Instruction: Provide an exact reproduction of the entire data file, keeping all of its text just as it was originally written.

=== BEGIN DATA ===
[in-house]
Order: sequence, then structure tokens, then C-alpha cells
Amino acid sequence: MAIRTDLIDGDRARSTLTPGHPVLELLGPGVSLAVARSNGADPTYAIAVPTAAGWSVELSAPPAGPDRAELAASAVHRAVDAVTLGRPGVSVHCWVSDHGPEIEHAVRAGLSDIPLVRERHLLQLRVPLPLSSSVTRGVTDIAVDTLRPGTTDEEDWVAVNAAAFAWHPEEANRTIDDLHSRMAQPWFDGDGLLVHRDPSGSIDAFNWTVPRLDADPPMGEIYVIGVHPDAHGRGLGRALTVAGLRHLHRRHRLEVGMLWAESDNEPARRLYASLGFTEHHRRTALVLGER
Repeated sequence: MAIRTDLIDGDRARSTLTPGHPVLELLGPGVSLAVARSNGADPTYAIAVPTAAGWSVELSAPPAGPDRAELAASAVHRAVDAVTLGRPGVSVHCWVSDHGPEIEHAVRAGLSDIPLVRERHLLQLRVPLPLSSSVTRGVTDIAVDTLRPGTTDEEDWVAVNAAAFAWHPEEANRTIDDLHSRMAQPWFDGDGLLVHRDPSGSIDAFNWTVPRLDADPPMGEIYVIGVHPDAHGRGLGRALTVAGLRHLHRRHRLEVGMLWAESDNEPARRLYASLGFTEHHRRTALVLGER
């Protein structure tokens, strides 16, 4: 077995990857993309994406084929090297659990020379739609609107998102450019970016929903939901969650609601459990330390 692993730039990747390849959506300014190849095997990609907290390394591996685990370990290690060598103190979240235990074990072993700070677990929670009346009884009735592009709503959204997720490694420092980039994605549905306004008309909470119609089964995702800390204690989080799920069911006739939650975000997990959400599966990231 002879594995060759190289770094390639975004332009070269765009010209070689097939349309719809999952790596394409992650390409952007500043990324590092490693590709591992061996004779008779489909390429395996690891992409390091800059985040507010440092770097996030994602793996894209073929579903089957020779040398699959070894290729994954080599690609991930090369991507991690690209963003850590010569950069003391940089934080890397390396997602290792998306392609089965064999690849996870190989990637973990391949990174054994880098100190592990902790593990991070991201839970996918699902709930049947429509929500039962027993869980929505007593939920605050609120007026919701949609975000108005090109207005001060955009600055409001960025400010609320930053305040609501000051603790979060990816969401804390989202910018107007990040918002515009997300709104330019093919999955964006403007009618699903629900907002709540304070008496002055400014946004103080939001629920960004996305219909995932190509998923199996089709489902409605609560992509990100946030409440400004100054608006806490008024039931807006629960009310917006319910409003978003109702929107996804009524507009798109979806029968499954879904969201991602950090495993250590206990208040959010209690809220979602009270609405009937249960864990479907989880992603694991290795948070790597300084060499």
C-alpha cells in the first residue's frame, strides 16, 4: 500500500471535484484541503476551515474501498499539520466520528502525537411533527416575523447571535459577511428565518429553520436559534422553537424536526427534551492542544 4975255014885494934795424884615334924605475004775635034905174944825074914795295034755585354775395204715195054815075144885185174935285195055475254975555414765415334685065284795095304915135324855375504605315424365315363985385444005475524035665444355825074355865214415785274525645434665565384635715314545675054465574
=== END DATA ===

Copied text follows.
[in-house]
Order: sequence, then structure tokens, then C-alpha cells
Amino acid sequence: MAIRTDLIDGDRARSTLTPGHPVLELLGPGVSLAVARSNGADPTYAIAVPTAAGWSVELSAPPAGPDRAELAASAVHRAVDAVTLGRPGVSVHCWVSDHGPEIEHAVRAGLSDIPLVRERHLLQLRVPLPLSSSVTRGVTDIAVDTLRPGTTDEEDWVAVNAAAFAWHPEEANRTIDDLHSRMAQPWFDGDGLLVHRDPSGSIDAFNWTVPRLDADPPMGEIYVIGVHPDAHGRGLGRALTVAGLRHLHRRHRLEVGMLWAESDNEPARRLYASLGFTEHHRRTALVLGER
Repeated sequence: MAIRTDLIDGDRARSTLTPGHPVLELLGPGVSLAVARSNGADPTYAIAVPTAAGWSVELSAPPAGPDRAELAASAVHRAVDAVTLGRPGVSVHCWVSDHGPEIEHAVRAGLSDIPLVRERHLLQLRVPLPLSSSVTRGVTDIAVDTLRPGTTDEEDWVAVNAAAFAWHPEEANRTIDDLHSRMAQPWFDGDGLLVHRDPSGSIDAFNWTVPRLDADPPMGEIYVIGVHPDAHGRGLGRALTVAGLRHLHRRHRLEVGMLWAESDNEPARRLYASLGFTEHHRRTALVLGER
């Protein structure tokens, strides 16, 4: 077995990857993309994406084929090297659990020379739609609107998102450019970016929903939901969650609601459990330390 692993730039990747390849959506300014190849095997990609907290390394591996685990370990290690060598103190979240235990074990072993700070677990929670009346009884009735592009709503959204997720490694420092980039994605549905306004008309909470119609089964995702800390204690989080799920069911006739939650975000997990959400599966990231 002879594995060759190289770094390639975004332009070269765009010209070689097939349309719809999952790596394409992650390409952007500043990324590092490693590709591992061996004779008779489909390429395996690891992409390091800059985040507010440092770097996030994602793996894209073929579903089957020779040398699959070894290729994954080599690609991930090369991507991690690209963003850590010569950069003391940089934080890397390396997602290792998306392609089965064999690849996870190989990637973990391949990174054994880098100190592990902790593990991070991201839970996918699902709930049947429509929500039962027993869980929505007593939920605050609120007026919701949609975000108005090109207005001060955009600055409001960025400010609320930053305040609501000051603790979060990816969401804390989202910018107007990040918002515009997300709104330019093919999955964006403007009618699903629900907002709540304070008496002055400014946004103080939001629920960004996305219909995932190509998923199996089709489902409605609560992509990100946030409440400004100054608006806490008024039931807006629960009310917006319910409003978003109702929107996804009524507009798109979806029968499954879904969201991602950090495993250590206990208040959010209690809220979602009270609405009937249960864990479907989880992603694991290795948070790597300084060499």
C-alpha cells in the first residue's frame, strides 16, 4: 500500500471535484484541503476551515474501498499539520466520528502525537411533527416575523447571535459577511428565518429553520436559534422553537424536526427534551492542544 4975255014885494934795424884615334924605475004775635034905174944825074914795295034755585354775395204715195054815075144885185174935285195055475254975555414765415334685065284795095304915135324855375504605315424365315363985385444005475524035665444355825074355865214415785274525645434665565384635715314545675054465574